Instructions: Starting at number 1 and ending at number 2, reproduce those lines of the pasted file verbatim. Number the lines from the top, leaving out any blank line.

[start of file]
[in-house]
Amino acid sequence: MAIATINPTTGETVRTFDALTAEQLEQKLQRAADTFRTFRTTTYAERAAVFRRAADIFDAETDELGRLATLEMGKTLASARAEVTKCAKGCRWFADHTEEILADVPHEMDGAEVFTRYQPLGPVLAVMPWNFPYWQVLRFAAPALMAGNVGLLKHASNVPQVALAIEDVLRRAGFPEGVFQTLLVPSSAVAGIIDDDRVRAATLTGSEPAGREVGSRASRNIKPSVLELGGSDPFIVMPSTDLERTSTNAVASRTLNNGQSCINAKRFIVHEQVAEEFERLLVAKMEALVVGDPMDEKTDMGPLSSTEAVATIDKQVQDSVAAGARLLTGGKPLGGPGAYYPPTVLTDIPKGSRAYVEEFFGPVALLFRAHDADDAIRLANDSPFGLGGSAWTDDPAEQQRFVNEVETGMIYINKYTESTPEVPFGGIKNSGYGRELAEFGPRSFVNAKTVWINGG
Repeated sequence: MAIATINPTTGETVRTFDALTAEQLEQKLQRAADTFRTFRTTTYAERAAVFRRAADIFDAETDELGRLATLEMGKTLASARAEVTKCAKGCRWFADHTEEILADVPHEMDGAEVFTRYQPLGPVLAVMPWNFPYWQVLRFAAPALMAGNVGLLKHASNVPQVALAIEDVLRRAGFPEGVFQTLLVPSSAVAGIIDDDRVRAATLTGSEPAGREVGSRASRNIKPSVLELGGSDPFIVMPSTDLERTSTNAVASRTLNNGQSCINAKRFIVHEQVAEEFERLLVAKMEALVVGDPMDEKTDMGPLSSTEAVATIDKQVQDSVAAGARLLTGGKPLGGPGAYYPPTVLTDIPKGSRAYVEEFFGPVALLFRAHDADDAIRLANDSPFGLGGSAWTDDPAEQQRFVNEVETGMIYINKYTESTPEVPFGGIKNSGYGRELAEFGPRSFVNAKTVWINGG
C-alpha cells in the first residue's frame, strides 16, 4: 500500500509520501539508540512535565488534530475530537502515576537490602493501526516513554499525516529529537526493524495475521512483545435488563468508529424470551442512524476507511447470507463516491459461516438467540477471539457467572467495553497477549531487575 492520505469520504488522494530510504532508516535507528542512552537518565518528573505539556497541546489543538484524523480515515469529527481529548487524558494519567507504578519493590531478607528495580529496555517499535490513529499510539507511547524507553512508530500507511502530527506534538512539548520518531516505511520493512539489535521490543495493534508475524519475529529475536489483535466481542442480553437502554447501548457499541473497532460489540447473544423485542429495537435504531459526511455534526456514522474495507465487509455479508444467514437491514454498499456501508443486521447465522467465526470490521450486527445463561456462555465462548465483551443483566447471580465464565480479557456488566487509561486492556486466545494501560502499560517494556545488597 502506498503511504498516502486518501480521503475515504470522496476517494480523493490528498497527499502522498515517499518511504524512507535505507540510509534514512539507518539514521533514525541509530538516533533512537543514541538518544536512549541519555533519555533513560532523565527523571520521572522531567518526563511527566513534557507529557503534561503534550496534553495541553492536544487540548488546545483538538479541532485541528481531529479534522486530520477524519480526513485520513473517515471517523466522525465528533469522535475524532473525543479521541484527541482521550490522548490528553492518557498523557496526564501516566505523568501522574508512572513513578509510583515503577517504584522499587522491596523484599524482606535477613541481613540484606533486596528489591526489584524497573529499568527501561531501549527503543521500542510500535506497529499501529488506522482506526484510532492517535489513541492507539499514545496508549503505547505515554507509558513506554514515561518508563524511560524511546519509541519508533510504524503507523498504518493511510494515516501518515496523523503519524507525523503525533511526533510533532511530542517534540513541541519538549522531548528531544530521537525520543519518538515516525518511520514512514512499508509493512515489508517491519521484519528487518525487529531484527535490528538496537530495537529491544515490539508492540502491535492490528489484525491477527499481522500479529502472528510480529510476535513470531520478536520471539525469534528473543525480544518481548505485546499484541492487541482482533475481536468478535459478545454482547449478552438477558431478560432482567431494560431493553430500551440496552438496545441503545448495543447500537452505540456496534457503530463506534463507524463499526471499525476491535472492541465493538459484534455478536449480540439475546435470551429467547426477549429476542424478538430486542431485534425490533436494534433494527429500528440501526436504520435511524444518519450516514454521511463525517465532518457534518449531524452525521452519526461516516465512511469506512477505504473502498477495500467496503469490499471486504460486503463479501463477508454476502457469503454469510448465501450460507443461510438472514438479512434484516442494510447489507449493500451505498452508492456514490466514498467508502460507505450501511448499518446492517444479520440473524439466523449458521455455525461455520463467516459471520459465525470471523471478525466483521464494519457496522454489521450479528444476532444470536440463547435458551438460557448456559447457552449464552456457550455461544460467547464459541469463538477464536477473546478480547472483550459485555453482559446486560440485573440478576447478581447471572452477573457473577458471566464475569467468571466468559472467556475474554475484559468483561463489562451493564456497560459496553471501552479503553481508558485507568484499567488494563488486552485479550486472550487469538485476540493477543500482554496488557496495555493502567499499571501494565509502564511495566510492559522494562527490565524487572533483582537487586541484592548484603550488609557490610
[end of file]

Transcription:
[in-house]
Amino acid sequence: MAIATINPTTGETVRTFDALTAEQLEQKLQRAADTFRTFRTTTYAERAAVFRRAADIFDAETDELGRLATLEMGKTLASARAEVTKCAKGCRWFADHTEEILADVPHEMDGAEVFTRYQPLGPVLAVMPWNFPYWQVLRFAAPALMAGNVGLLKHASNVPQVALAIEDVLRRAGFPEGVFQTLLVPSSAVAGIIDDDRVRAATLTGSEPAGREVGSRASRNIKPSVLELGGSDPFIVMPSTDLERTSTNAVASRTLNNGQSCINAKRFIVHEQVAEEFERLLVAKMEALVVGDPMDEKTDMGPLSSTEAVATIDKQVQDSVAAGARLLTGGKPLGGPGAYYPPTVLTDIPKGSRAYVEEFFGPVALLFRAHDADDAIRLANDSPFGLGGSAWTDDPAEQQRFVNEVETGMIYINKYTESTPEVPFGGIKNSGYGRELAEFGPRSFVNAKTVWINGG